9 And He began to tell the people this parable: “A man planted a vineyard and rented it out to vine-growers, and went on a journey for a long time. 10 “At the harvest time he sent a slave to the vine-growers, so that they would give him some of the produce of the vineyard; but the vine-growers beat him and sent him away empty-handed. 11 “And he proceeded to send another slave; and they beat him also and treated him shamefully and sent him away empty-handed. 12 “And he proceeded to send a third; and this one also they wounded and cast out. 13 “The owner of the vineyard said, ‘What shall I do? I will send my beloved son; perhaps they will respect him.’ 14 “But when the vine-growers saw him, they reasoned with one another, saying, ‘This is the heir; let us kill him so that the inheritance will be ours.’ 15 “So they threw him out of the vineyard and killed him. What, then, will the owner of the vineyard do to them? 16 “He will come and destroy these vine-growers and will give the vineyard to others.” When they heard it, they said, “May it never be!” 17 But Jesus looked at them and said, “What then is this that is written: ‘The stone which the builders rejected, This became the chief corner stone’? 18 “Everyone who falls on that stone will be broken to pieces; but on whomever it falls, it will scatter him like dust.” 19 The scribes and the chief priests tried to lay hands on Him that very hour, and they feared the people; for they understood that He spoke this parable against them.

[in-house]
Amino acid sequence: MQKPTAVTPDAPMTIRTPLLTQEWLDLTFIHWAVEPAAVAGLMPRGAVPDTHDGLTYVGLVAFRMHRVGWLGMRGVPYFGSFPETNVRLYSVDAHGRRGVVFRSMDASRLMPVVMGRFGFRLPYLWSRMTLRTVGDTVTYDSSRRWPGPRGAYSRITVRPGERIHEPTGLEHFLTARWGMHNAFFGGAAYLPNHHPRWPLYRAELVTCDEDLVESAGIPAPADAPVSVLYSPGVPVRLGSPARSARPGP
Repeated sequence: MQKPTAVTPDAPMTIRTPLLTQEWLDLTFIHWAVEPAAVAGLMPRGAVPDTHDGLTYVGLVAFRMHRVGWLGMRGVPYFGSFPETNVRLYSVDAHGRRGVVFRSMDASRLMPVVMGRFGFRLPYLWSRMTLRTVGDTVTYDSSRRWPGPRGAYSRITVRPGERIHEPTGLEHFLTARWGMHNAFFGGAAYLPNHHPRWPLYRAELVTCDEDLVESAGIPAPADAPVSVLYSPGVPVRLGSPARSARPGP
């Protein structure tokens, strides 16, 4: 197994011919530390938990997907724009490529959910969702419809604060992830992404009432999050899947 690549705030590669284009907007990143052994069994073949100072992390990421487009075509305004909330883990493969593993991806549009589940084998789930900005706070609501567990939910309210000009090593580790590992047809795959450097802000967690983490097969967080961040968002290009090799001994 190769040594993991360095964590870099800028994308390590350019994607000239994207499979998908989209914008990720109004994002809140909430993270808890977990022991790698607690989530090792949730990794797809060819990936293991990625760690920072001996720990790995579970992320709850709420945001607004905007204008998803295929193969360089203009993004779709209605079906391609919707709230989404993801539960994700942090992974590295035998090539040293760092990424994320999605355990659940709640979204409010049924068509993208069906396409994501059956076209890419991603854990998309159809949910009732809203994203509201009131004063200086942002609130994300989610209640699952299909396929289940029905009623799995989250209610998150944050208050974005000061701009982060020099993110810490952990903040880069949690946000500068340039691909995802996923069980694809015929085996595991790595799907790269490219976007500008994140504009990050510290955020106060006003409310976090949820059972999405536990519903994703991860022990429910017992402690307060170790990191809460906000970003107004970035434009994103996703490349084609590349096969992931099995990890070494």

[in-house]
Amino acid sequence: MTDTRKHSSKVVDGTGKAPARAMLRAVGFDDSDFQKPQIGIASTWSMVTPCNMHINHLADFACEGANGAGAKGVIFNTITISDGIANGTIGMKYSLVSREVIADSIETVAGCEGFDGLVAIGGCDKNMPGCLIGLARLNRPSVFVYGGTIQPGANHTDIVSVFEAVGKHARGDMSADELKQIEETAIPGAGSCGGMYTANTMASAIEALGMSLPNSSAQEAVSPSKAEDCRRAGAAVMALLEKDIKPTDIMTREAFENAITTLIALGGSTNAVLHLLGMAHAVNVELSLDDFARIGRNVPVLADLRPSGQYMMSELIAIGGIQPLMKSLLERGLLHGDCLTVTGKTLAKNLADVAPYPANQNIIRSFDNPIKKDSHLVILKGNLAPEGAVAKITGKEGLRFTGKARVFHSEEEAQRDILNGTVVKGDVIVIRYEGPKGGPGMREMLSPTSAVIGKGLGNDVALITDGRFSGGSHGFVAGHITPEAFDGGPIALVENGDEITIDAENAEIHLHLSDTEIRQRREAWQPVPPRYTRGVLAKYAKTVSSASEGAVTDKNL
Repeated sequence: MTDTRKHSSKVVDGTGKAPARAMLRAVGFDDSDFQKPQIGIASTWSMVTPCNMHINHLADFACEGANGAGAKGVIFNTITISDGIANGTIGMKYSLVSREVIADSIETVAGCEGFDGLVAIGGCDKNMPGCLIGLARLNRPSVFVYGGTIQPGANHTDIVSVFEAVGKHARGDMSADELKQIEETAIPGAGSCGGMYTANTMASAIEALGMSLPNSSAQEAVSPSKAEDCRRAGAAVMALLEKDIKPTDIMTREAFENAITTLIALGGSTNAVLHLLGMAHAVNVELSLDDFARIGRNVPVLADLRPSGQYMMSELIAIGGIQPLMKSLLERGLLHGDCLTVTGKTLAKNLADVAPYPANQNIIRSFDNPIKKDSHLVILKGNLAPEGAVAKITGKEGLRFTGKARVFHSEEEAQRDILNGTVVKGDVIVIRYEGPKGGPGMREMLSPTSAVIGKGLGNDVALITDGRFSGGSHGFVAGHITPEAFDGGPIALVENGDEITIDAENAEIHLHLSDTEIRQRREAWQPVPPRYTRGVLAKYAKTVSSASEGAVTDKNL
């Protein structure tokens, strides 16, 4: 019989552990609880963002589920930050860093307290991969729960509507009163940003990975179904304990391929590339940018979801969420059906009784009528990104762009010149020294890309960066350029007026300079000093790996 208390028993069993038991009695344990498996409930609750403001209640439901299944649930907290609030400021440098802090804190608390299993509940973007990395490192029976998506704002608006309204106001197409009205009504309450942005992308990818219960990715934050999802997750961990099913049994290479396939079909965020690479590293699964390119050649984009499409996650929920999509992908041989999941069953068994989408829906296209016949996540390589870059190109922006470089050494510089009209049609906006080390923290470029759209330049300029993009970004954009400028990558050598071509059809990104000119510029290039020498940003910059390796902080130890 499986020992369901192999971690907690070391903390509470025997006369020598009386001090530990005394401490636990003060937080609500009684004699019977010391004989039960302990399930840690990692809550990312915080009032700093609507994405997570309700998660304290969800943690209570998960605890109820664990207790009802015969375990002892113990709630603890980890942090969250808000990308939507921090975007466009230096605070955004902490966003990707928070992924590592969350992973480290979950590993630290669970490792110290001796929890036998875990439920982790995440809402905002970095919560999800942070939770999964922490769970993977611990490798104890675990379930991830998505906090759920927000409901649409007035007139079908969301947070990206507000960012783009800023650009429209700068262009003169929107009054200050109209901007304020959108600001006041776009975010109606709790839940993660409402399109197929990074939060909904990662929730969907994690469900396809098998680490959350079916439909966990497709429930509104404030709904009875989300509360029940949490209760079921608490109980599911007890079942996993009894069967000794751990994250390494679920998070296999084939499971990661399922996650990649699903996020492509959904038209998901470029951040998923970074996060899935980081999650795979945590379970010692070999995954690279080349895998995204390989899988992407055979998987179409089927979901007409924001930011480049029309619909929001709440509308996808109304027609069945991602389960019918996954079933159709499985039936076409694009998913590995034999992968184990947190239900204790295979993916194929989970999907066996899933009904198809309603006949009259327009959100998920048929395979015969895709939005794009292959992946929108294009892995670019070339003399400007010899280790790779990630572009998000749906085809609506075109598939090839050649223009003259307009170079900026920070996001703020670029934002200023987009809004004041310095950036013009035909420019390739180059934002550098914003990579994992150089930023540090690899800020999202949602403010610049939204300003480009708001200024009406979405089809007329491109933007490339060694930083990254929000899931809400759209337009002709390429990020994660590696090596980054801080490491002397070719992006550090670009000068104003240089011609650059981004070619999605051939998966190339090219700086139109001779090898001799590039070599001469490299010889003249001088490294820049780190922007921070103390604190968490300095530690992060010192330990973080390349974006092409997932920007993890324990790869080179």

But Jesus was not done. He began to tell the people a parable. By turning to a parable, Jesus was able to answer the question out loud where the people could hear without springing the trap with a direct answer to the religious leaders. In fact, his parable doesn’t even answer the question of “by what authority”… at least not directly. He will appeal to scripture to do that.

No, the parable is a disguised judgment against the religious leaders. As with all parables, it just sounds like a story until you get to the “punch line,” the twist at the end that unlocks the meaning of the story.

So Jesus tells the story: a man planted a vineyard and rented it out to vine-growers while going on a long journey… (v. 9)

At harvest time he sent a slave to collect some of the produce, but the vine-growers beat the slave and sent him away. This happened a second and third time, with each slave being treated worse and worse. Finally, the owner sent his “beloved son”; but rather than respecting the son, the vine-growers conspired to kill the son in hopes of taking ownership for themselves. Jesus then asks the question: “What will happen when the owner returns?” (v. 15) And he provides the answer himself: “He will come and destroy these vine-growers and will give the vineyard to others.” (v. 16) And those who heard the story cried out, “May it never be!”

It is not immediately clear what the reason (or source) for that response is. Is it “the people” listening to Jesus in the Temple court? Is it the religious leaders? Is it everyone? And why the outcry? It is a horrible and tragic story – but is the outcry over the story… the death of the son and the owner’s judgment? Or is the outcry because some present found themselves IN the story as those who have rejected the prophets – and even the Son – of God?  Probably the answer to all those questions is ‘yes’ – some of all in such a diverse crowd.